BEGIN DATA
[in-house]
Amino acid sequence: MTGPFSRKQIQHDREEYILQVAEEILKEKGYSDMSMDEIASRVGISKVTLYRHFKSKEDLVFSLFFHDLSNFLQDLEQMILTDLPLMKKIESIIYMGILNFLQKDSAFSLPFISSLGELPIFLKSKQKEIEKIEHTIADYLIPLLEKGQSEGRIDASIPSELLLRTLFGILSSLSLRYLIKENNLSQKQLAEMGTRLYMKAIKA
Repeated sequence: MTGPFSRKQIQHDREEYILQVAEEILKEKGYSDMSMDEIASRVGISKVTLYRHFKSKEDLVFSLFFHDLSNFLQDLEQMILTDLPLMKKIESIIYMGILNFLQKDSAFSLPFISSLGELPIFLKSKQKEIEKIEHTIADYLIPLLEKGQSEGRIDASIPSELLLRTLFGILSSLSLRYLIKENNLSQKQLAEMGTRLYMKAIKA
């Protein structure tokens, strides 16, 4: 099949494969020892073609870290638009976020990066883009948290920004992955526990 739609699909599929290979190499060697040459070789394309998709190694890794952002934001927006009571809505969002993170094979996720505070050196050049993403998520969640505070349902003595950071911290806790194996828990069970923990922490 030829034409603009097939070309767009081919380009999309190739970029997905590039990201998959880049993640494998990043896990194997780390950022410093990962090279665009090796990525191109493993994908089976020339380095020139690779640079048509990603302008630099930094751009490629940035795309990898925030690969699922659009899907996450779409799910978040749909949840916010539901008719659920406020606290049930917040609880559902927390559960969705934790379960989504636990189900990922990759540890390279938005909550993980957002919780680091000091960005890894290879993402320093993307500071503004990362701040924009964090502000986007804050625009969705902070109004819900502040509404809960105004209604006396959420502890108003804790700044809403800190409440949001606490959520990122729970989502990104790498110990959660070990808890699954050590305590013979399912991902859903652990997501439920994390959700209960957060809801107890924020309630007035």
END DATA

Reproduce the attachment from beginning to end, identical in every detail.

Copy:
[in-house]
Amino acid sequence: MTGPFSRKQIQHDREEYILQVAEEILKEKGYSDMSMDEIASRVGISKVTLYRHFKSKEDLVFSLFFHDLSNFLQDLEQMILTDLPLMKKIESIIYMGILNFLQKDSAFSLPFISSLGELPIFLKSKQKEIEKIEHTIADYLIPLLEKGQSEGRIDASIPSELLLRTLFGILSSLSLRYLIKENNLSQKQLAEMGTRLYMKAIKA
Repeated sequence: MTGPFSRKQIQHDREEYILQVAEEILKEKGYSDMSMDEIASRVGISKVTLYRHFKSKEDLVFSLFFHDLSNFLQDLEQMILTDLPLMKKIESIIYMGILNFLQKDSAFSLPFISSLGELPIFLKSKQKEIEKIEHTIADYLIPLLEKGQSEGRIDASIPSELLLRTLFGILSSLSLRYLIKENNLSQKQLAEMGTRLYMKAIKA
């Protein structure tokens, strides 16, 4: 099949494969020892073609870290638009976020990066883009948290920004992955526990 739609699909599929290979190499060697040459070789394309998709190694890794952002934001927006009571809505969002993170094979996720505070050196050049993403998520969640505070349902003595950071911290806790194996828990069970923990922490 030829034409603009097939070309767009081919380009999309190739970029997905590039990201998959880049993640494998990043896990194997780390950022410093990962090279665009090796990525191109493993994908089976020339380095020139690779640079048509990603302008630099930094751009490629940035795309990898925030690969699922659009899907996450779409799910978040749909949840916010539901008719659920406020606290049930917040609880559902927390559960969705934790379960989504636990189900990922990759540890390279938005909550993980957002919780680091000091960005890894290879993402320093993307500071503004990362701040924009964090502000986007804050625009969705902070109004819900502040509404809960105004209604006396959420502890108003804790700044809403800190409440949001606490959520990122729970989502990104790498110990959660070990808890699954050590305590013979399912991902859903652990997501439920994390959700209960957060809801107890924020309630007035």